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What Ever Happened to Cultural Democracy?

Sophie Hope

I would like to present the politics of connectivity as a form of cultural democracy. After briefly introducing the theoretical framework for the presentation, myself and five characters, played by volunteers from the audience, will have a discussion using a script of an imaginary conversation I have written based on quotes and interpretations of these characters’ writings.

In 1979, Audrey Lorde wrote “the master’s tools will never dismantle the master’s house”. She was addressing the Second Sex Conference in New York (September 29, 1979) and in accusing the feminist movement of racism she called for the necessity of the interdependency of difference within the theory and practice of the movement. By recognising differences, refusing to ignore them and working with others excluded from the master’s house, women would be able to gain strength and effect change. Change, she argued, must come from the recognition of those differences and the interdependency of those differences, rather than any affiliation or reliance on the ‘master’s house’ for support. By continuing to use the tools of patriarchy, she stated, this will only strengthen the house, keep the excluded out while letting the few in who are brandishing those tools but it will never lead to the dismantling of the house itself in order to effect real change.

Lorde’s words are at the heart of the dilemma of many attempts to effect change: to what extent do you collaborate with ‘the enemy’ or create an alternative from the position of ‘outside’? Lorde took the position that there was an ‘outside’ to fight from. While this may have been the case in the 1970s, by the 1990s Thatcher’s slogan, ‘there is no alternative’ seems to have succeeded in reducing the notion of an outside. One could argue that ‘resistance’ is now either considered to be an act of terrorism or a subversive advertising campaign. Was there still a conceptual ‘outside’ to work from by the 1990s? Is dismantling the master’s house still considered an option? Or are we too occupied with the DIY and interior decoration?

For me, cultural democracy is a way of operating that reflects this ongoing dilemma and yet it is not a term that is often used in current discourse. I first came across the term in the Cultural Policy Collective’s pamphlet, ‘Beyond Social Inclusion. Towards Cultural Democracy’ (2004). Earlier references to cultural democracy can be found in Jean Battersby’s report, ‘The Arts Council Phenomenon’ (1981) ; Owen Kelly’s ‘Community, Art and the State: Storming the Citadels’ (1984) and ‘Culture and Democracy. The Manifesto’ by Another Standard (1986).

I understand cultural democracy as realising the right for everyone to be critical and for everyone to have the right to exercise that criticality as a form of political agency. If we take as an underlying assumption that art involves a process of self-reflection and critical inquiry, then cultural democracy is the extension of that to every person. This then leaves the question as to the role of the artist – a profession, with qualifications, daily rates and contractual obligations. How does the notion of the professional artist fit with cultural democracy or is this a contradiction in terms?

An example of this contradiction can be seen in the artists group, Friends of the Arts Council Operative (FACOP) which was set up in the late 1960s to challenge the Arts Council’s undemocratic and hierarchical approach to funding. During one of the group’s meetings, Gustav Metzger pointed out the discrepancies between the different artists in the group and offered a slogan which I think is very helpful in understanding cultural democracy. I quote Metzger:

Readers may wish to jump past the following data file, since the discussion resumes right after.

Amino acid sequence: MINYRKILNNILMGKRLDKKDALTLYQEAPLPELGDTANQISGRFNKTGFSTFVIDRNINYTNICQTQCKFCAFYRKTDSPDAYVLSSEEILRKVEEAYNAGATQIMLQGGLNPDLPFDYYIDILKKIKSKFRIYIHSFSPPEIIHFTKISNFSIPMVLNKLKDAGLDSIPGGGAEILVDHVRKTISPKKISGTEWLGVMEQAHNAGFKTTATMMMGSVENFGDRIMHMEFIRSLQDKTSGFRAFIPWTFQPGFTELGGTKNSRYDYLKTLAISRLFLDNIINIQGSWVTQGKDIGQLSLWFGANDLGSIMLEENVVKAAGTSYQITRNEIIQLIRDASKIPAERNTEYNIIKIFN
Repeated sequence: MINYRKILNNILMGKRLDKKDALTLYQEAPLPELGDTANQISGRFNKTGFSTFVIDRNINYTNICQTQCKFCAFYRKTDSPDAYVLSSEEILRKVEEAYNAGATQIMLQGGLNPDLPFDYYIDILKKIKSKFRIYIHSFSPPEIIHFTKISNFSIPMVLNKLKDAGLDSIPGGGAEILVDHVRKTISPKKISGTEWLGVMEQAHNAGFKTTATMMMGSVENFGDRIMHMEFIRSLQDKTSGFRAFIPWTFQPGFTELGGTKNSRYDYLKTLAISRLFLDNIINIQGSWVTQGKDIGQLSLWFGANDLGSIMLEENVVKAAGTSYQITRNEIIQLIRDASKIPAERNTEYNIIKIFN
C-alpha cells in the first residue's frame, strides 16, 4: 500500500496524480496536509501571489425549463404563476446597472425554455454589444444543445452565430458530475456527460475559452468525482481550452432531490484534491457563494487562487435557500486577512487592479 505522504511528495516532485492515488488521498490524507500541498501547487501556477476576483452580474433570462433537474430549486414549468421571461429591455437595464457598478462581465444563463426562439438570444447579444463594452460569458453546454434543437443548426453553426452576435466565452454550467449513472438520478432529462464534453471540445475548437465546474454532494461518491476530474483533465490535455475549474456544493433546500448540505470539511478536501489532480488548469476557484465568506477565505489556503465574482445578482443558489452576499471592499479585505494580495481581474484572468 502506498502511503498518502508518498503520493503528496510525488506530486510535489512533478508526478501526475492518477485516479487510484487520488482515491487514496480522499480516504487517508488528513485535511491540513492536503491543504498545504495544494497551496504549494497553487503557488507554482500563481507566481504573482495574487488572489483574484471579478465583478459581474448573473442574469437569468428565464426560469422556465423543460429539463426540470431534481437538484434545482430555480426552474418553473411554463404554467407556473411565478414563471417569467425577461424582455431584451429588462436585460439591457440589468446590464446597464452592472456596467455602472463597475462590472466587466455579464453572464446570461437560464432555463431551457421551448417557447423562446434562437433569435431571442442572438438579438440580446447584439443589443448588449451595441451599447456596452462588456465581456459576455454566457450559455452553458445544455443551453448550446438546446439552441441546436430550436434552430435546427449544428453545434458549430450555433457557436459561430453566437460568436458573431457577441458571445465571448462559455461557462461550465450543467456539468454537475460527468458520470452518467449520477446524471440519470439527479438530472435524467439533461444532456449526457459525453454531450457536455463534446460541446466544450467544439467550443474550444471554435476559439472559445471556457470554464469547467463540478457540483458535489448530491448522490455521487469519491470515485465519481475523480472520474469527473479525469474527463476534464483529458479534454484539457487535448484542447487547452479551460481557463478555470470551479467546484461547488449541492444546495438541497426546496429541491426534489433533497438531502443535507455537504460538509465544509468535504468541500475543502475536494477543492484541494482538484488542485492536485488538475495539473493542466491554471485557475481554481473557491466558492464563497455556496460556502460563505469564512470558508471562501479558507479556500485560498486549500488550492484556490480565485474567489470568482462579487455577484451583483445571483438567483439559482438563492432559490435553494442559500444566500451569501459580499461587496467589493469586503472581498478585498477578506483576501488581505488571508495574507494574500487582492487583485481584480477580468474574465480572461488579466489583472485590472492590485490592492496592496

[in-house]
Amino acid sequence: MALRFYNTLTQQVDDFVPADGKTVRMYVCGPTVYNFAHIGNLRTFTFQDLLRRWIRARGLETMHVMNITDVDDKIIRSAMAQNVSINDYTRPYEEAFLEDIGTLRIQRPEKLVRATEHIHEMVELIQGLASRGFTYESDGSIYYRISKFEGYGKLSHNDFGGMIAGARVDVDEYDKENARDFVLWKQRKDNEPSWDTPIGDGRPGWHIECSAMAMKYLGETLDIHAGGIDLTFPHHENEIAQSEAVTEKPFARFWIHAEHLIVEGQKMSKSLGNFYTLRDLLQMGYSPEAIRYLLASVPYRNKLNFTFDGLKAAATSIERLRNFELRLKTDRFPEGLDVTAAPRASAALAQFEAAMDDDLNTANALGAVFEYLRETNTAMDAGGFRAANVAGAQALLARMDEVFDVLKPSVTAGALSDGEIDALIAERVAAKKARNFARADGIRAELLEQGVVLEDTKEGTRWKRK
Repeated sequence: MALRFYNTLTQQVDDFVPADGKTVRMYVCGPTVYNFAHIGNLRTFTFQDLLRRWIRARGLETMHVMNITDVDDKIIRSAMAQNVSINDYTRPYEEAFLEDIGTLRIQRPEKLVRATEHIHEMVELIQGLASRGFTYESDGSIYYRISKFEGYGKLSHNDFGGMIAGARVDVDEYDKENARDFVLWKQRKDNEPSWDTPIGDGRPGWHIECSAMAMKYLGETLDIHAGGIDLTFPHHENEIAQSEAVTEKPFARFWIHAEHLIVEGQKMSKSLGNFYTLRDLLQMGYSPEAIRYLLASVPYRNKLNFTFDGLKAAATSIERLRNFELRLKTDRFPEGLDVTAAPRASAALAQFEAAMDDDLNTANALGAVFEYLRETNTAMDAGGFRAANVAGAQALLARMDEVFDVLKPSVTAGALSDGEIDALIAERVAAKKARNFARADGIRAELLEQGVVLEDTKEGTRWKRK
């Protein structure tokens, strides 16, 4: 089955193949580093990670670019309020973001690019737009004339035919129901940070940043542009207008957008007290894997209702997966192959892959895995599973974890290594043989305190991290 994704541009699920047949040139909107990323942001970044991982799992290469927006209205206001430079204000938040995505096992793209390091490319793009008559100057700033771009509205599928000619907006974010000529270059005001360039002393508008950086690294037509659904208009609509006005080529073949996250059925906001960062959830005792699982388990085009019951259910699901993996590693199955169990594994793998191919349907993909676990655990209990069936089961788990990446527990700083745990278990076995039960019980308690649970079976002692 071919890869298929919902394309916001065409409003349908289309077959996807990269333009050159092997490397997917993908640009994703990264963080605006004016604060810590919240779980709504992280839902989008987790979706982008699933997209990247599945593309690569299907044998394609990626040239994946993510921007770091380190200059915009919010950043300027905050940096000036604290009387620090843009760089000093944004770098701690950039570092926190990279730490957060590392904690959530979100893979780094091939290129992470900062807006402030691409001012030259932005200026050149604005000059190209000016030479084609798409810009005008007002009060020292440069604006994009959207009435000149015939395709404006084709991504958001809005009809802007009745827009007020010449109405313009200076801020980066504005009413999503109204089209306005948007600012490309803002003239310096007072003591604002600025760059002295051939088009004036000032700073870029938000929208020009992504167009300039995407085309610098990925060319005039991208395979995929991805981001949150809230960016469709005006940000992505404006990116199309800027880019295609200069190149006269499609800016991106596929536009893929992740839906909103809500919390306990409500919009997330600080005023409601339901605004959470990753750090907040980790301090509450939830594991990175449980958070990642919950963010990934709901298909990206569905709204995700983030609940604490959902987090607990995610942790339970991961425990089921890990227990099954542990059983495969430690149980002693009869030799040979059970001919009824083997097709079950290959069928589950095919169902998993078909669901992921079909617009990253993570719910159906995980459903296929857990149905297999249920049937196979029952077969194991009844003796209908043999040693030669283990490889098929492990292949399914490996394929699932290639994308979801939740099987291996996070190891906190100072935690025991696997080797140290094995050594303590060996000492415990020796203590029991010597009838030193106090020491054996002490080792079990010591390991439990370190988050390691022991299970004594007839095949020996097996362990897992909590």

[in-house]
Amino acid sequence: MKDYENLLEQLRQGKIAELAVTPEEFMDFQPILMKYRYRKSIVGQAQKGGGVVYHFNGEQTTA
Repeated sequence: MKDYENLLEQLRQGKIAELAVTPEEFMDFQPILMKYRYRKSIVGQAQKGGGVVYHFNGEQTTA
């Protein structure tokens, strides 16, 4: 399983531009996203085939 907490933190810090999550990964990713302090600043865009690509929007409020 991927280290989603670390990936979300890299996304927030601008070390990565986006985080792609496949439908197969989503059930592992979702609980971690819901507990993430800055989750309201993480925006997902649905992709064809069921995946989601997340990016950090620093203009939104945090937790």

“An objective understanding of the conflicts engendered between those artists attempting to change society, and others concerned with personal economic survival and tied to the numerous hang-ups of the art world, is basic to the functioning of groupings such as FACOP. Unless such an objectivity is established, the compromise and time wasting will become intolerable – precluding results in terms of useful social change. Yes: the slogan is ARTISTS AGAINST ARTISTS” (Metzger cited in FACOP 1969b, p.5).

In order to understand the roots of cultural democracy and the issues that have arisen through a commissioning culture, I have been developing some writing using the format of a house. Taking Lorde’s analogy, I have morphed the ‘master’s house’ into an ‘eternal squat’. An eternal squat is a contradiction in terms: While I may be getting comfortable in the squat, finding ways to pay the overheads, do the up keep and DIY, I am constantly ready to move on or be evicted. The house is a metaphor for the relationship between my ideals and survival. I have a love hate relationship with the house. It is a contradictory site that can be sociable and hostile, comfortable and precarious.

I would like now to share a fragment of that writing with you. I am hosting a dinner in the eternal squat with five critical friends who have tested, supported and helped to renegotiate my art practice as research. This section records some of the conversations at the dinner table, although I am still getting to know my friends and so this conversation will evolve and be re-edited as my research develops. The interior of the house is where ideologies and practicalities come together over the dinner table and is a site where we can re-position ourselves in relation to the arguments and propositions being made around us. The dinner table is where theory and practice collide through talking, eating and drinking.

INTRODUCE YOURSELF (your own name and occupation)
I am playing the Brazilian educationalist Paulo Freire (1921-1997). I published my first book, ‘Education as the Practice of Freedom’ in 1967 followed by ‘Pedagogy of the Oppressed’ in 1968. I am here because of my work on the relationship between student and teacher, which might be useful in order to reflect on the artist and participant relationship.